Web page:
When people consider optimizing their levels of omega-3 and -6 fatty acids, it may be fair to say that most of them do not think about marmots instead of multivitamins. However, recent research has shown that the small, groundhog-like mammal may hold at least one key to the ways that the body processes fatty acids.
A study published in the journal PLoS ONE announced that researchers had found a peculiar mechanism in marmot’s cell walls. The creature, which hibernates each winter, was found to dramatically increase the omega-6 levels in the outer layers of its cells just before going to ground for the winter.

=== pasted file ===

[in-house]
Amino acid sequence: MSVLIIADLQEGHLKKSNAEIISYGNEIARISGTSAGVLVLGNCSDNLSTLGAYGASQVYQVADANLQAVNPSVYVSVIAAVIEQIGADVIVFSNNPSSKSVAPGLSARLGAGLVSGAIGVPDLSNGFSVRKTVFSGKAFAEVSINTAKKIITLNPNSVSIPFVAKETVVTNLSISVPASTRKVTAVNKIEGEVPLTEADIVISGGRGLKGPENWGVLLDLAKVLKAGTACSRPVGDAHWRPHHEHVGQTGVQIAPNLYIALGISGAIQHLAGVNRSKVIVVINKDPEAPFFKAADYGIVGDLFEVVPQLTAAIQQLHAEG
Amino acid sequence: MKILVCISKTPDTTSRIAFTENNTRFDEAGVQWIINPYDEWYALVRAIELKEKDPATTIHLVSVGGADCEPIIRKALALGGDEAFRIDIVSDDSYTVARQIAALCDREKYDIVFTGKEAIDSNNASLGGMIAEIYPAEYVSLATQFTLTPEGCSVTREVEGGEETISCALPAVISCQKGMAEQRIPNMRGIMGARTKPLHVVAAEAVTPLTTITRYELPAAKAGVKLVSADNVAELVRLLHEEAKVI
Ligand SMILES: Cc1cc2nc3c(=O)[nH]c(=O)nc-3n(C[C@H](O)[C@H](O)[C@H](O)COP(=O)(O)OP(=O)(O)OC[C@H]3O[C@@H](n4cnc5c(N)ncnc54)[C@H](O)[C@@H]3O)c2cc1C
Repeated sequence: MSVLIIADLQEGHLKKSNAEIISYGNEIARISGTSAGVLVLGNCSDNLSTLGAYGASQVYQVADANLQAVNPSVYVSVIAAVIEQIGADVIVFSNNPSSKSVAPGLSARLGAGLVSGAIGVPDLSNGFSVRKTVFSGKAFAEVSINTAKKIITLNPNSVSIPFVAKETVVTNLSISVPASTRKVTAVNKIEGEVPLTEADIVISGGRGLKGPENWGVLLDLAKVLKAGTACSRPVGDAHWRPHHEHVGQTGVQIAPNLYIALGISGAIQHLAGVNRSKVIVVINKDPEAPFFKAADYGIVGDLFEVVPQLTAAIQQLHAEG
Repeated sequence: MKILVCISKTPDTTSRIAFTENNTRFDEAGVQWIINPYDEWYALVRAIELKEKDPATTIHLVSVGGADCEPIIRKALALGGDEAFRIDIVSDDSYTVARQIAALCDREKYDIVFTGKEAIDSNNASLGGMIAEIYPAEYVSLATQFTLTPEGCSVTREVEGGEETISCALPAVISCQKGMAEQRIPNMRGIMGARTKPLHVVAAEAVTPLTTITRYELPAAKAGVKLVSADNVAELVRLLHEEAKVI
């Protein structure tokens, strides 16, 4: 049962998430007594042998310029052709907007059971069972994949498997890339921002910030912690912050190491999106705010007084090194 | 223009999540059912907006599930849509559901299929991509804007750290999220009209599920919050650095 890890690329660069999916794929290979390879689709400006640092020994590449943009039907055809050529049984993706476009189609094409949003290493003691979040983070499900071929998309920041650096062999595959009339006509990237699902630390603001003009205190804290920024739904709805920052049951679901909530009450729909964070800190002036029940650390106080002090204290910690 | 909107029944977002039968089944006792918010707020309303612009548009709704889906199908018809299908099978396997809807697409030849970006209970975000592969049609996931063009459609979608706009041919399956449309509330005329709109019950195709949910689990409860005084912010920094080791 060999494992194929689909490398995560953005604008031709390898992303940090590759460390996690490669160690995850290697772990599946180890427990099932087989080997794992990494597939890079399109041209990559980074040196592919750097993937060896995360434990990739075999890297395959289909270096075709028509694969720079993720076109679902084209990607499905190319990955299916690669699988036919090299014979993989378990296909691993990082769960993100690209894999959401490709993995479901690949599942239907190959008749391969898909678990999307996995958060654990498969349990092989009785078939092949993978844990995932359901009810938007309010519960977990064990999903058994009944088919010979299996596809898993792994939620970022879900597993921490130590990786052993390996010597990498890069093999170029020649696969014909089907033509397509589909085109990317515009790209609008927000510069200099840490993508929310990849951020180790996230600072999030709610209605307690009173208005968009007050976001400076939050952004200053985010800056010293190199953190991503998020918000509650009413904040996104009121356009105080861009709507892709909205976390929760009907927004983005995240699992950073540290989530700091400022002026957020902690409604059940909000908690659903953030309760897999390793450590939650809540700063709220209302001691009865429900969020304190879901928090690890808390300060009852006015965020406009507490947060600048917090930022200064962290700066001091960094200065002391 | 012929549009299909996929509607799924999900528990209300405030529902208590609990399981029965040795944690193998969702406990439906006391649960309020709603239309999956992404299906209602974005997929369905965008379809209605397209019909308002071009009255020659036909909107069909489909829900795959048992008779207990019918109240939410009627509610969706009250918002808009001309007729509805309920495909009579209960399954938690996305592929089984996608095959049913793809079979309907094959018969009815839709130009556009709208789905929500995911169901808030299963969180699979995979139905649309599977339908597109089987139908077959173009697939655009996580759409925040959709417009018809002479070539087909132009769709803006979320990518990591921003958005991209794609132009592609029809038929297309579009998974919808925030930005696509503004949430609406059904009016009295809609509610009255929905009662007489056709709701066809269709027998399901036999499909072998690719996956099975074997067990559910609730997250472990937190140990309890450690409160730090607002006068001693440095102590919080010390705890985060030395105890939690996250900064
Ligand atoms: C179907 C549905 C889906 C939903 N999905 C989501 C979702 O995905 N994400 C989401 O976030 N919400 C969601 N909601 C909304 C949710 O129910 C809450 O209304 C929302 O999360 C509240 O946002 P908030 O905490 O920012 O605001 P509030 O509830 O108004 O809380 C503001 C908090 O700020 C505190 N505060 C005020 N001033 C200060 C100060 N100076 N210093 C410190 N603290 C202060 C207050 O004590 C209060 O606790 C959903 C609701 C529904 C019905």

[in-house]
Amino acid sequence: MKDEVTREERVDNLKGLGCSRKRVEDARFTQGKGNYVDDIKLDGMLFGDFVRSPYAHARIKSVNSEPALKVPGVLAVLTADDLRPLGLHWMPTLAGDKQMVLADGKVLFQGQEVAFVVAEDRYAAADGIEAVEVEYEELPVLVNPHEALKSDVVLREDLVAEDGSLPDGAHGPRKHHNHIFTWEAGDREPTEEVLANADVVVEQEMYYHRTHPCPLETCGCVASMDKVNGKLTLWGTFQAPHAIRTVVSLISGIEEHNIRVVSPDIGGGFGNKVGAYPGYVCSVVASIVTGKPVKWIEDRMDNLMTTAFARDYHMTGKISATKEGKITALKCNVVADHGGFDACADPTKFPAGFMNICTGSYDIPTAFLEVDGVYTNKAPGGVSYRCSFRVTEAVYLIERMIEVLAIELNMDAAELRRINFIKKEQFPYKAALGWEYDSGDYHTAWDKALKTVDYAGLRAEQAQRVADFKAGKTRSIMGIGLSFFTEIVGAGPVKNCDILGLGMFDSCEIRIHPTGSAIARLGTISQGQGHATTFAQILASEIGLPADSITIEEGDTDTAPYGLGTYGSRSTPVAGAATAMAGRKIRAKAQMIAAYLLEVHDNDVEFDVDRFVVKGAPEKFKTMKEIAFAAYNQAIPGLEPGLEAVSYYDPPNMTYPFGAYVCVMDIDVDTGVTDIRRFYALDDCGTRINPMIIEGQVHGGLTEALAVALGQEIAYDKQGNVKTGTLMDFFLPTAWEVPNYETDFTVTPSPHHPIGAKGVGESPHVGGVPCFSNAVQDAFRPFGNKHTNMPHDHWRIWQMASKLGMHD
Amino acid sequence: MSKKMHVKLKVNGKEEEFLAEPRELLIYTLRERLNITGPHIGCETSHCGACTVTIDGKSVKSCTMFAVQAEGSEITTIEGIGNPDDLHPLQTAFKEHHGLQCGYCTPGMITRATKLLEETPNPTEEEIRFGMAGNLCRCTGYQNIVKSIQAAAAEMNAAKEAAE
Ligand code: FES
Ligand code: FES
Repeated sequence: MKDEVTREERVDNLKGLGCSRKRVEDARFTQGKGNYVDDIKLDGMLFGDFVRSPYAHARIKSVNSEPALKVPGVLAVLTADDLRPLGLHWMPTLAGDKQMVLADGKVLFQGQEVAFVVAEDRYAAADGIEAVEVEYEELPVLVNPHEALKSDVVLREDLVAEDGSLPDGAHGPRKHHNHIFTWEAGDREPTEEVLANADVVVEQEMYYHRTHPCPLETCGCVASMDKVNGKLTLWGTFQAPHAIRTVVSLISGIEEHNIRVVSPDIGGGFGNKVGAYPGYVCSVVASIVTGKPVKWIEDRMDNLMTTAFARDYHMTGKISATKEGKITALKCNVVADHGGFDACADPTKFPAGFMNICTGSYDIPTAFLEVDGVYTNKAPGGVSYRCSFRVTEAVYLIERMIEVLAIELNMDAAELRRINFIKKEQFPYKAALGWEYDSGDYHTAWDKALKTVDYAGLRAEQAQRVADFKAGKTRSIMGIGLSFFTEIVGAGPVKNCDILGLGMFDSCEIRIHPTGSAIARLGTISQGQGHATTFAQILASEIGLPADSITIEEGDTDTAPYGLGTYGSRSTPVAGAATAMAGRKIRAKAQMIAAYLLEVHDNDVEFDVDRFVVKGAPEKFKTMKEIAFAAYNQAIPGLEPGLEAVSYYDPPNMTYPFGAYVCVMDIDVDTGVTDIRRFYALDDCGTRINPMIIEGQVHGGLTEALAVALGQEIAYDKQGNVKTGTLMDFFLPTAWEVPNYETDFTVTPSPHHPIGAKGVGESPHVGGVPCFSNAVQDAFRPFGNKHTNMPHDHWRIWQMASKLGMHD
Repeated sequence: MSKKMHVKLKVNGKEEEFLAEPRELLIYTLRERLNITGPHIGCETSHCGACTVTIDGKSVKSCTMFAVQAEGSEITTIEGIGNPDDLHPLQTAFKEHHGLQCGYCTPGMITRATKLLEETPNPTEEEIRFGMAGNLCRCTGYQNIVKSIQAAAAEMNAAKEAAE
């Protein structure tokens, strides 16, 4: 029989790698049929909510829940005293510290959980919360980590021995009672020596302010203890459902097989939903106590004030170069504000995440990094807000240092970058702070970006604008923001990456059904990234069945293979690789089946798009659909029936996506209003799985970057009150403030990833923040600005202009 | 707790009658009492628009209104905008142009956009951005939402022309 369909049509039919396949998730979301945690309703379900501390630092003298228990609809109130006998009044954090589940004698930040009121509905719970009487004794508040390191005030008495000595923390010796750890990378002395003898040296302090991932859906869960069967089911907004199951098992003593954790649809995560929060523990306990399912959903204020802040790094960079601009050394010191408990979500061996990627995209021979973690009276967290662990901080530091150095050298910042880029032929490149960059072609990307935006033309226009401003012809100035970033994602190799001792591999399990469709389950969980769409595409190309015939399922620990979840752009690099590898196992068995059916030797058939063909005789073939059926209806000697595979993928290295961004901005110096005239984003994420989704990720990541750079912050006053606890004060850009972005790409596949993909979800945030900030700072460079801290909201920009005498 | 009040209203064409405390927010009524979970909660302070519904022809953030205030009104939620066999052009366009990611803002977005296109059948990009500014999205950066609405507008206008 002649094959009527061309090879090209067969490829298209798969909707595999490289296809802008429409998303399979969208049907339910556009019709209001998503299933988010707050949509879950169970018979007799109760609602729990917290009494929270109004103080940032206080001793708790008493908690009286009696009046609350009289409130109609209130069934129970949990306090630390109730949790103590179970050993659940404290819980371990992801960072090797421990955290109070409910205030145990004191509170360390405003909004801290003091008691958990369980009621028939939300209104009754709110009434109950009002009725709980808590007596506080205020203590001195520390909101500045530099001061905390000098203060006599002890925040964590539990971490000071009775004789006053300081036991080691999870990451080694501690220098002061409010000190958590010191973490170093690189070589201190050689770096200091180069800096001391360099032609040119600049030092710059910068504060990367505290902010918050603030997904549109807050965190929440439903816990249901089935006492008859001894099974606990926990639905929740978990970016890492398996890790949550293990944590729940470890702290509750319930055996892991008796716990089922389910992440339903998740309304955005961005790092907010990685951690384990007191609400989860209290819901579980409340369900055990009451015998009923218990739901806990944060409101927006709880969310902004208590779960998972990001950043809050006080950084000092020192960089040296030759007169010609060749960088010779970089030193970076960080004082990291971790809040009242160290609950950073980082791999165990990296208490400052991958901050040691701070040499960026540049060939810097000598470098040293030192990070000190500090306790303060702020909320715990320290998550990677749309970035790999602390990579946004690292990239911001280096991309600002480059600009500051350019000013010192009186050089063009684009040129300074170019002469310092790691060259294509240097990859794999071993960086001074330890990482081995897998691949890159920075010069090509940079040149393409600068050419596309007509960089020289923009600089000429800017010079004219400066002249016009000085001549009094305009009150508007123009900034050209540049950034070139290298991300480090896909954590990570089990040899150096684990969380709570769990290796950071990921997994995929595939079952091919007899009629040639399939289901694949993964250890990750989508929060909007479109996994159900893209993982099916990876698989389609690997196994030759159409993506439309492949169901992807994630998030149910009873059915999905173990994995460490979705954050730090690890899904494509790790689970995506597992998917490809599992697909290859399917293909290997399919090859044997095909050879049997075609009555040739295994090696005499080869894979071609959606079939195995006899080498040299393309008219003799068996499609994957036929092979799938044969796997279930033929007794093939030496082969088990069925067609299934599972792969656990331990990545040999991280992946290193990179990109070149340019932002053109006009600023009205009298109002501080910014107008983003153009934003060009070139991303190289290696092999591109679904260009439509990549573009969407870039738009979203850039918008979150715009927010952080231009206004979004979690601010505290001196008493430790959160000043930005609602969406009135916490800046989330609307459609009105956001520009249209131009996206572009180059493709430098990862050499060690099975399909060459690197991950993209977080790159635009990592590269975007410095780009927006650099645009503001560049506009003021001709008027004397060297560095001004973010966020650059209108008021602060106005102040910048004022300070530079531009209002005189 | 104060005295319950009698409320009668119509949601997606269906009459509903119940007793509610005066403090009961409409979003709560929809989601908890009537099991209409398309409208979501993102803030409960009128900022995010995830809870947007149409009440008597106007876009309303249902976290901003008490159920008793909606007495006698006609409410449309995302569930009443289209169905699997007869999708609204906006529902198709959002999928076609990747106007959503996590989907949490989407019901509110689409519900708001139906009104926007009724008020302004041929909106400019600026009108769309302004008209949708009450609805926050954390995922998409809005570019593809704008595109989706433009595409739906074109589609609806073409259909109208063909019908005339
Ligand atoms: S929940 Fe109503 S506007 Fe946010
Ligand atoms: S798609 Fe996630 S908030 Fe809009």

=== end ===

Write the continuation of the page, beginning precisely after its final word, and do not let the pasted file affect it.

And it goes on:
This effect was independent of any change in diet, which scientists said indicates that omega-6 concentrations in the human body may depend on more than diet, too. The team also noted that after hibernation, marmots’ cells lose their high omega-6 count just as fast, which added to the strength of the theory.
The team concluded that further research should be done into the mechanisms by which humans absorb polyunsaturated fats.
For humans, omega-6 fatty acids tend to have negative health effects in large concentrations, while omega-3s have benefits. Taking a dietary supplement may keep the balance of fatty acids tipped toward omega-3s.